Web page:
shadow theater

motion pictures using projected light and opaque and translucent objects
ancient form still in use today

In The Republic (ca. 380 BC), Plato famously used a shadow theater in a cave, viewed by prisoners chained to the wall, as an allegory for the false (or virtual, dude) reality perceived by those not freed by the power of philosophical (some might say enlightened) thought.


see also cave paintings

from Encyclopedia of Early Cinema:
The first moving images to be shown on a screen were shadows. Hand shadows were no doubt universal from the earliest times, but formal shadow theater with perforated leather puppets painted in translucent colors, appears to have originated in China or India before the second millennium.

The centuries-old wayang kulit shadow plays of Java are set in mythological times, some relating to local festivals and spirits, others dramatizing episodes from the Ramayana and Mahabharata epics of India. Performances extend through the night, with a single puppeteer manipulating the figures and providing the narration and voices, accompanied by a gamelan orchestra of three to five musicians. Stylized puppets and movements are used within a traditional scenario, with contemporary jokes for the clowns. Similar methods have been adopted in Bali and Malaysia. Alternative traditions developed in Turkey, Egypt, North Africa, and Greece, all featuring versions of the Turkish clown Karagoz or Black Eye.

The influence of these shows eventually spread to Europe. Italian shadow showmen performed in Germany and England from the late seventeenth century. France hosted several venues. François Dominique Seraphin opened a show in Versailles in 1784, featuring the traditional shadow play, The Broken Bridge; his family continued with shadow puppets until 1879. Eccentric showman Rodolphe Salis’s Le Chat Noir shadow theater of 1882–1897 delighted Parisian intellectuals and bohemians with elaborate shadow playlets featuring zinc figures designed by Caran D’Ache and other well-known artists. Scenes incorporated clever perspective effects, with magic lantern slide projections providing painted backgrounds.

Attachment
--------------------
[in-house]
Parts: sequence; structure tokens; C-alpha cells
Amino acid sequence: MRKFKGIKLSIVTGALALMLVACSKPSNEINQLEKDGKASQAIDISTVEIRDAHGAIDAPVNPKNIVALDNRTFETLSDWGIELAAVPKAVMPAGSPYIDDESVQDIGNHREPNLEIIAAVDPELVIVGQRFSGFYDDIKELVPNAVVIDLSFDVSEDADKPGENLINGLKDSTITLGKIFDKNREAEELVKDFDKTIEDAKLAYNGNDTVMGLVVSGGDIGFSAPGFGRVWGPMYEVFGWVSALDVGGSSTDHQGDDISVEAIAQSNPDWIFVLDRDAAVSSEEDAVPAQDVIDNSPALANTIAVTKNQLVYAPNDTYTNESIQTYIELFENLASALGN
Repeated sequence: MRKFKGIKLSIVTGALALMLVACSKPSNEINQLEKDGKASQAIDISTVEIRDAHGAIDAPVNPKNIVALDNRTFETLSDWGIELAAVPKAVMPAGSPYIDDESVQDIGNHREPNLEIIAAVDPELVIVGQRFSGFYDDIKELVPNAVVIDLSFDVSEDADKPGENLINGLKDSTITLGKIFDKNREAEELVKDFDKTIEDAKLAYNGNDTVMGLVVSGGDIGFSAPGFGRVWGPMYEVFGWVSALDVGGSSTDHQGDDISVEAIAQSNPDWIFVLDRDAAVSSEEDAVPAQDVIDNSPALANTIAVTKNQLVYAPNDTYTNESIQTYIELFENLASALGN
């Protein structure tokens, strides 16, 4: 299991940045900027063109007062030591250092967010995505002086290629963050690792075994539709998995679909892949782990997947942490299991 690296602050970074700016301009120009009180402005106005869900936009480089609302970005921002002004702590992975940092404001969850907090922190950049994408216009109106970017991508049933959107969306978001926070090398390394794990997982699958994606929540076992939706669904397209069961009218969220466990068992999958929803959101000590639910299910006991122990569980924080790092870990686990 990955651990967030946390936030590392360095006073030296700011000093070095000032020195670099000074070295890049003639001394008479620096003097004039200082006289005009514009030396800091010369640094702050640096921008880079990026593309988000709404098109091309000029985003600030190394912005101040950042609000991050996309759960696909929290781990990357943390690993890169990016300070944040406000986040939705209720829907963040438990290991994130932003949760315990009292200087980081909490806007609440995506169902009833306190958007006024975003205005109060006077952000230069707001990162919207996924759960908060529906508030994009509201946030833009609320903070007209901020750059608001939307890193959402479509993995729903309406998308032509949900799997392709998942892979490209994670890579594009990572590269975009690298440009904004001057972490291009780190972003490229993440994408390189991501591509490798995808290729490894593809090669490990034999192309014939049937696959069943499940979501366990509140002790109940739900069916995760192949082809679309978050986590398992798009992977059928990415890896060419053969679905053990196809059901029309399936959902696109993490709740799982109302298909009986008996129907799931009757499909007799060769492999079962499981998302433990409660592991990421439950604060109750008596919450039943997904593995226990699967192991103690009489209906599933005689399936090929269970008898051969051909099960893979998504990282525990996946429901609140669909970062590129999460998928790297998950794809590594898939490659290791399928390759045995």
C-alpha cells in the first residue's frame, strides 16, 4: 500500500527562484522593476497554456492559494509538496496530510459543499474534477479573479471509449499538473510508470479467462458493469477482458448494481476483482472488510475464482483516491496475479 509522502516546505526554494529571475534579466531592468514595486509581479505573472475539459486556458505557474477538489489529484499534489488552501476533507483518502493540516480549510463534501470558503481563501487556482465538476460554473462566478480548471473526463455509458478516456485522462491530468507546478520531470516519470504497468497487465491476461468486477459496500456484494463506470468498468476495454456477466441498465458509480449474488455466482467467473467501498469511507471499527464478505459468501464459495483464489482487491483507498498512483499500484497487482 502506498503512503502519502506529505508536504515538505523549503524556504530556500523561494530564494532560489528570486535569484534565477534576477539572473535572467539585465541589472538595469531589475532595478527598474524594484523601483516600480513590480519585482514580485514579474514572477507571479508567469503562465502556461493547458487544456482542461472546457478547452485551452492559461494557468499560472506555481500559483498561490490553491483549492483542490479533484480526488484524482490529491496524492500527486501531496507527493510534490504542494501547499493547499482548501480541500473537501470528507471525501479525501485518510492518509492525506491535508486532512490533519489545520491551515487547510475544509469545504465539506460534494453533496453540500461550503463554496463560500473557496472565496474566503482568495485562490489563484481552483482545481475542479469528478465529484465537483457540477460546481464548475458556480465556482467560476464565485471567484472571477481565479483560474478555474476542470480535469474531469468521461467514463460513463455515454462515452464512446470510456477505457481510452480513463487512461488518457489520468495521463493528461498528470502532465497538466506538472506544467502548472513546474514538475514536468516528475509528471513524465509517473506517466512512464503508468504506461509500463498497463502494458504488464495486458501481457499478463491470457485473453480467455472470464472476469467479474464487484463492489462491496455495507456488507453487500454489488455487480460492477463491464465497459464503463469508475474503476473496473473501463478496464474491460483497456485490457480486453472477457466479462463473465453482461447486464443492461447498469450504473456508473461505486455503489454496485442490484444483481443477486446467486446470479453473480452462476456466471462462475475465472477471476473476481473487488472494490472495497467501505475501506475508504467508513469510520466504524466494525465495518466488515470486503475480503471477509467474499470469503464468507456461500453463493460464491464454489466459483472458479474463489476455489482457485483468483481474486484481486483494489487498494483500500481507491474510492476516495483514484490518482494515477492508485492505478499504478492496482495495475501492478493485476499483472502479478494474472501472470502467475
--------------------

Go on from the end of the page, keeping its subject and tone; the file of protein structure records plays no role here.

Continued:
Elsewhere in Paris the animated stories of Emile Reynaud’s Théâtre Optique enchanted the public, and from 1895 the Lumière Cinématographe and its rivals brought a new form of projected shadows, photographic moving pictures, to the screen. A famous hand-shadow artist and friend of the Lumières’, Felicien Trewey, took the Cinématographe to London in 1896.

With the introduction of moving pictures in the USA, at least one travelling puppet family, the Lanos, switched from marionettes to shadow figures cut from tar paper as an alternative to the expensive film projector. They revived a century-old show featuring a seascape with burning ship, flashing lighthouse beacon, and lifeboat. Few had seen real moving pictures, and for a while, in 1897, their audiences apparently were satisfied with this folk-art alternative.

English magician David Devant’s own ingenious hand-shadow caricatures were filmed c. 1903, but otherwise there is little evidence of shadow theater being used as a theme in early moving pictures. Later silent cinema paid occasional homage to the medium, in such films as the German Warning Shadows (1923), which featured a traveling showman with a portable shadow theater, and especially in the exquisite series of silhouette films by Lotte Reiniger, including the cinema’s first animated feature, The Adventures of Prince Achmed (1926).

In 20th-century Thailand, the cinema became known as Nang (leather), an allusion to its precursor of leather shadow puppets.

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